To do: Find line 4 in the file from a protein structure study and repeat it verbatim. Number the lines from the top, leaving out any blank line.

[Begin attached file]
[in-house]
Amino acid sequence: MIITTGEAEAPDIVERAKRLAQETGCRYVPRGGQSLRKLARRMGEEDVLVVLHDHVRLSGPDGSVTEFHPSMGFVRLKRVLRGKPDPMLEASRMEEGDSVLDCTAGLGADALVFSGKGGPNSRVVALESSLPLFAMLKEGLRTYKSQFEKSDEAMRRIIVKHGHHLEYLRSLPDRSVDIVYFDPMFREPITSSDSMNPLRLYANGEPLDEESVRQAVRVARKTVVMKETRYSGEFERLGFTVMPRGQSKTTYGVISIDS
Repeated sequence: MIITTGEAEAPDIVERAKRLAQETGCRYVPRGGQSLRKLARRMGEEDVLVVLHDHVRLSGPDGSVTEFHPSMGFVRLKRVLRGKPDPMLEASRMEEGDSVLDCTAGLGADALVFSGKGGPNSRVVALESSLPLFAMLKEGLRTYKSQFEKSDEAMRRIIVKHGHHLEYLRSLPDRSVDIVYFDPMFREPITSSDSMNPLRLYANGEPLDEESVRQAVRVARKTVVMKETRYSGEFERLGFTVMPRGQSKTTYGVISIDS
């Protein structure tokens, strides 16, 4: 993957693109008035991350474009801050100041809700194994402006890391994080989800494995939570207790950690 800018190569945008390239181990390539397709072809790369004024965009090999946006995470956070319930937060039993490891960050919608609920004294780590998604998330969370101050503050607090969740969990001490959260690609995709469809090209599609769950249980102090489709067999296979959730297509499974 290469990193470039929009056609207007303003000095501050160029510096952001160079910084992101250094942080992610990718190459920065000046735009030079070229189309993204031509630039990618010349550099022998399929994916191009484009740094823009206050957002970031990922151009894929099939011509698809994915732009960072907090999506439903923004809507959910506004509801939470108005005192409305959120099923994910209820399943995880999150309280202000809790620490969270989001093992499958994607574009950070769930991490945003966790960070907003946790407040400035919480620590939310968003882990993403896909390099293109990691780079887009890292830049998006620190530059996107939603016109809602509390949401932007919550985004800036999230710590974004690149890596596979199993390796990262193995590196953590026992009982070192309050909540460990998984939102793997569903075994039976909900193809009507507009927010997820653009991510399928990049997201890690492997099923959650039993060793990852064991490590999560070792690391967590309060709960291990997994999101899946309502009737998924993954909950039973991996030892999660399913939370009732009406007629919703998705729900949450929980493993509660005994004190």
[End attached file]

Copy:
């Protein structure tokens, strides 16, 4: 993957693109008035991350474009801050100041809700194994402006890391994080989800494995939570207790950690 800018190569945008390239181990390539397709072809790369004024965009090999946006995470956070319930937060039993490891960050919608609920004294780590998604998330969370101050503050607090969740969990001490959260690609995709469809090209599609769950249980102090489709067999296979959730297509499974 290469990193470039929009056609207007303003000095501050160029510096952001160079910084992101250094942080992610990718190459920065000046735009030079070229189309993204031509630039990618010349550099022998399929994916191009484009740094823009206050957002970031990922151009894929099939011509698809994915732009960072907090999506439903923004809507959910506004509801939470108005005192409305959120099923994910209820399943995880999150309280202000809790620490969270989001093992499958994607574009950070769930991490945003966790960070907003946790407040400035919480620590939310968003882990993403896909390099293109990691780079887009890292830049998006620190530059996107939603016109809602509390949401932007919550985004800036999230710590974004690149890596596979199993390796990262193995590196953590026992009982070192309050909540460990998984939102793997569903075994039976909900193809009507507009927010997820653009991510399928990049997201890690492997099923959650039993060793990852064991490590999560070792690391967590309060709960291990997994999101899946309502009737998924993954909950039973991996030892999660399913939370009732009406007629919703998705729900949450929980493993509660005994004190």